Countries across Southeast Asia, targeting the year-end holidays, are taking cautious steps to reopen their borders as tourists with proof of COVID-19 vaccination join the mix of students, business travelers, and returning residents entering the region.
Earlier attempts to form travel bubbles between countries within and outside the region were scrapped after a surge in coronavirus infections from the Delta variant in July pushed health care systems to the brink, forcing borders to close once again to stop the deadly virus from spreading.
As countries report lower case counts and hospitalization rates from increased vaccination in recent months, governments from Jakarta to Hanoi are almost simultaneously, yet carefully, easing lockdown rules. Many are shifting their attention toward quarantine-free vaccinated travel lanes in hopes of reviving their COVID-battered economies.
Before the pandemic, travel and tourism contributed just over $380 billion or 12 percent of the collective GDP in Southeast Asia, according to estimates by the World Travel and Tourism Council.
Prolonged lockdowns could see the region lose up to 8.4 percent of its GDP in 2021, with the United Nations Conference on Trade and Development (UNCTAD), in a report published in June, projecting Southeast Asia’s inbound tourist expenditure to drop 82 percent this year.
In Thailand, where tourism contributed nearly 18 percent of GDP thanks to almost 40 million international tourists in 2019, government data showed that the country received only 6.9 million international arrivals in the first 10 months of 2020, largely from mainland China (1.2 million).
The Tourism Authority of Thailand expects tourism to take further hits in 2021 as cross-border travel remains restricted, with international arrivals projected to hit an all-time low of 1 million. Thailand’s Phuket Sandbox program, which began on July 1, saw limited success in the first two months of its launch with just over 26,000 travelers visiting the Thai resort island, far below the 100,000 arrivals it hoped to achieve by the end of September.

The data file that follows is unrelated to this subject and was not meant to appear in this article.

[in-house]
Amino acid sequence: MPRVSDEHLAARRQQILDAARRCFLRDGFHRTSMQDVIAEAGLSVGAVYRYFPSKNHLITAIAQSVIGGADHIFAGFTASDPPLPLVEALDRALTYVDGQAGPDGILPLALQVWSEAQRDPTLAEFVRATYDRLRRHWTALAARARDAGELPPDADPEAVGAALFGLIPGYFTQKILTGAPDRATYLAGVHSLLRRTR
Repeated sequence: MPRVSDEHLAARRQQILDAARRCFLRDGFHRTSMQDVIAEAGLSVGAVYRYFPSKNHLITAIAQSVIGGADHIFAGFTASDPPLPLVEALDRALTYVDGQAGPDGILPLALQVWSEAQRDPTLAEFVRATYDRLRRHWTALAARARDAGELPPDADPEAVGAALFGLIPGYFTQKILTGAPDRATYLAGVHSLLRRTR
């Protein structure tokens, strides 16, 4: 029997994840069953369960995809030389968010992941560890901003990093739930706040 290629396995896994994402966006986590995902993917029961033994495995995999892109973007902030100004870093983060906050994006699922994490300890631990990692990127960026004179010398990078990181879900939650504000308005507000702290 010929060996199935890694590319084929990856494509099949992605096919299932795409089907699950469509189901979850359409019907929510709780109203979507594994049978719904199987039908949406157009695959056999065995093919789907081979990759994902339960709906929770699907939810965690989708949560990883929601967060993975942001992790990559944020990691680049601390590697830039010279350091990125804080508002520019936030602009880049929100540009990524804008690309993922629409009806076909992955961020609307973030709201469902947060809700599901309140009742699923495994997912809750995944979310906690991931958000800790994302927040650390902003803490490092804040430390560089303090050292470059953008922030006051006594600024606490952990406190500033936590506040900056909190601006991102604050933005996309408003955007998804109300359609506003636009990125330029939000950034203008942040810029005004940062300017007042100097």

However, many local tourism businesses are hopeful that the upcoming peak season from December to March would see new bookings come in. Thailand has since expanded its sandbox program to include other key destinations such as Bangkok, Krabi, and Phangnga opened to fully vaccinated foreign tourists from “any country in the world.”
In Indonesia, several islands, including Bali, opened up on October 14. Indonesia has been among the countries worst hit by COVID-19 in Asia, officially recording more than 4 million cases and 144,000 deaths.
Southeast Asia’s largest economy was previously the epicenter for the pandemic in Asia, overtaking India in July. However, daily cases have fallen from over 56,000 at the peak of the second wave in mid-July to fewer than 360 cases on November 13.
Wealthy island nation Singapore expanded its quarantine-free travel lanes to 21 countries, with India, Indonesia, Qatar, Saudi Arabia, and the United Arab Emirates recently added to the list. The country is battling its worst outbreak yet, with daily infections hovering between 2,000 and 3,000 cases daily though 98 percent of its recent cases have either no or mild symptoms.
All countries in the region will be hoping that the reopening of borders can be sustained this time. Countries like Singapore, Cambodia, and Malaysia, which have among the highest fully vaccinated rates globally, have started administering booster shots for high-risk groups in hopes of reducing the chance of serious illness from the disease.
However, everywhere else in the region, vaccination rates remain low, with Vietnam, Laos as well as Indonesia and the Philippines – two of the most populous countries in Southeast Asia – all having vaccination rates of less than 40 percent, according to Our World in Data.
There is no doubt that Southeast Asia could experience another surge in COVID-19 infections, based on trends in the U.S. and Europe. The question is whether the region’s health care systems can cope in the event of another surge in coronavirus cases.
The administration of booster shots offers the most promising way to curb a Delta-led surge in cases, as vaccination remains the best way to protect against the coronavirus.
Other than that, countries should now have the capacity to ramp up their ICU capacity and have a stockpile of specialized equipment. In Singapore, its health ministry can ramp up ICU bed capacity to 1,000 from the current 380 ICU beds across all hospitals.
In Malaysia, the government recently ran a tabletop exercise involving health care workers and related agencies to simulate worst-case scenarios in preparation for a COVID-19 surge.
With training and emergency measures in place, countries can only hope that they have done enough to prepare when the next wave arrives. But for now, with Southeast Asia’s economies beginning to falter, the region must choose to reopen.